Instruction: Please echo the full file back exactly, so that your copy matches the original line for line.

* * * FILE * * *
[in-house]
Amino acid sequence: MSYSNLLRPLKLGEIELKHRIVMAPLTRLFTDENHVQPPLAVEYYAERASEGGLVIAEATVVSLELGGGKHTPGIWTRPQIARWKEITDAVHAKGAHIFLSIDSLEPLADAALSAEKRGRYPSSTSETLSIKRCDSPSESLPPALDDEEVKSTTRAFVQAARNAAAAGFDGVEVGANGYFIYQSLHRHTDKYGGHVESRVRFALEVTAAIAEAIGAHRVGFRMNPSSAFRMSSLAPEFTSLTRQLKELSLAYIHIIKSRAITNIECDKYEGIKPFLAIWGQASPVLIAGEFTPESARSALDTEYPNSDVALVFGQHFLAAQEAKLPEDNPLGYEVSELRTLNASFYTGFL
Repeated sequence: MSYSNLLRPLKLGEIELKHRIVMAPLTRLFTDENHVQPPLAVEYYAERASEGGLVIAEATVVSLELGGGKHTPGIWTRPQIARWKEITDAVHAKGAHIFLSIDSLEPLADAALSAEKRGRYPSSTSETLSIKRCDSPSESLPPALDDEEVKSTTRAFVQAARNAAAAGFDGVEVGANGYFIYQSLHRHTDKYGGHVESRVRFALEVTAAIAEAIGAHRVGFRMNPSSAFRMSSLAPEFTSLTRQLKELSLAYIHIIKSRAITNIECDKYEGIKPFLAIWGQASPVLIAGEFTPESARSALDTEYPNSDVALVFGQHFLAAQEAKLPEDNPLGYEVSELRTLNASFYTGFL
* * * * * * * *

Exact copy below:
[in-house]
Amino acid sequence: MSYSNLLRPLKLGEIELKHRIVMAPLTRLFTDENHVQPPLAVEYYAERASEGGLVIAEATVVSLELGGGKHTPGIWTRPQIARWKEITDAVHAKGAHIFLSIDSLEPLADAALSAEKRGRYPSSTSETLSIKRCDSPSESLPPALDDEEVKSTTRAFVQAARNAAAAGFDGVEVGANGYFIYQSLHRHTDKYGGHVESRVRFALEVTAAIAEAIGAHRVGFRMNPSSAFRMSSLAPEFTSLTRQLKELSLAYIHIIKSRAITNIECDKYEGIKPFLAIWGQASPVLIAGEFTPESARSALDTEYPNSDVALVFGQHFLAAQEAKLPEDNPLGYEVSELRTLNASFYTGFL
Repeated sequence: MSYSNLLRPLKLGEIELKHRIVMAPLTRLFTDENHVQPPLAVEYYAERASEGGLVIAEATVVSLELGGGKHTPGIWTRPQIARWKEITDAVHAKGAHIFLSIDSLEPLADAALSAEKRGRYPSSTSETLSIKRCDSPSESLPPALDDEEVKSTTRAFVQAARNAAAAGFDGVEVGANGYFIYQSLHRHTDKYGGHVESRVRFALEVTAAIAEAIGAHRVGFRMNPSSAFRMSSLAPEFTSLTRQLKELSLAYIHIIKSRAITNIECDKYEGIKPFLAIWGQASPVLIAGEFTPESARSALDTEYPNSDVALVFGQHFLAAQEAKLPEDNPLGYEVSELRTLNASFYTGFL